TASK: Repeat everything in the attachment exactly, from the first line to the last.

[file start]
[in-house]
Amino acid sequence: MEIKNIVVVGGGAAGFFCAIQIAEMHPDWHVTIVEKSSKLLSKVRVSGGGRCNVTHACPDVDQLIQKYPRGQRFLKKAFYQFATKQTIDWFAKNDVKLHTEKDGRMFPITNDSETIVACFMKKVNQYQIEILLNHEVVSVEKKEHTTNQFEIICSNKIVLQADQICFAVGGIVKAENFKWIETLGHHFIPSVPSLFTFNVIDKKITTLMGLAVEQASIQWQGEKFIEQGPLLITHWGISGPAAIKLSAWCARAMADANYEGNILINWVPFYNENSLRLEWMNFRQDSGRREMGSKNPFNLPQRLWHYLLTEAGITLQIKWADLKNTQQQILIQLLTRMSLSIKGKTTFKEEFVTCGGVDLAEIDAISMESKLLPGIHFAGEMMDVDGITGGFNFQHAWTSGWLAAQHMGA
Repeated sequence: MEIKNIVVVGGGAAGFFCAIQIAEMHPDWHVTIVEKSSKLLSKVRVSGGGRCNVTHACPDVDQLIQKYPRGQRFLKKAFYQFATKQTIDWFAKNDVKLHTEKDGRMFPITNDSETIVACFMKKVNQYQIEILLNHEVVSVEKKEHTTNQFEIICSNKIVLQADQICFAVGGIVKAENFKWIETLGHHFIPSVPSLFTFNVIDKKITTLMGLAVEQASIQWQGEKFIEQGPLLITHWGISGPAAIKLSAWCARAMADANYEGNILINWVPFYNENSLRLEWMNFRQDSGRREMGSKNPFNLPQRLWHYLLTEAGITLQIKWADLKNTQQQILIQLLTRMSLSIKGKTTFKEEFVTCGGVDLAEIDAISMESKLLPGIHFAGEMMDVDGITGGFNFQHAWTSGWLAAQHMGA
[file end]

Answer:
[in-house]
Amino acid sequence: MEIKNIVVVGGGAAGFFCAIQIAEMHPDWHVTIVEKSSKLLSKVRVSGGGRCNVTHACPDVDQLIQKYPRGQRFLKKAFYQFATKQTIDWFAKNDVKLHTEKDGRMFPITNDSETIVACFMKKVNQYQIEILLNHEVVSVEKKEHTTNQFEIICSNKIVLQADQICFAVGGIVKAENFKWIETLGHHFIPSVPSLFTFNVIDKKITTLMGLAVEQASIQWQGEKFIEQGPLLITHWGISGPAAIKLSAWCARAMADANYEGNILINWVPFYNENSLRLEWMNFRQDSGRREMGSKNPFNLPQRLWHYLLTEAGITLQIKWADLKNTQQQILIQLLTRMSLSIKGKTTFKEEFVTCGGVDLAEIDAISMESKLLPGIHFAGEMMDVDGITGGFNFQHAWTSGWLAAQHMGA
Repeated sequence: MEIKNIVVVGGGAAGFFCAIQIAEMHPDWHVTIVEKSSKLLSKVRVSGGGRCNVTHACPDVDQLIQKYPRGQRFLKKAFYQFATKQTIDWFAKNDVKLHTEKDGRMFPITNDSETIVACFMKKVNQYQIEILLNHEVVSVEKKEHTTNQFEIICSNKIVLQADQICFAVGGIVKAENFKWIETLGHHFIPSVPSLFTFNVIDKKITTLMGLAVEQASIQWQGEKFIEQGPLLITHWGISGPAAIKLSAWCARAMADANYEGNILINWVPFYNENSLRLEWMNFRQDSGRREMGSKNPFNLPQRLWHYLLTEAGITLQIKWADLKNTQQQILIQLLTRMSLSIKGKTTFKEEFVTCGGVDLAEIDAISMESKLLPGIHFAGEMMDVDGITGGFNFQHAWTSGWLAAQHMGA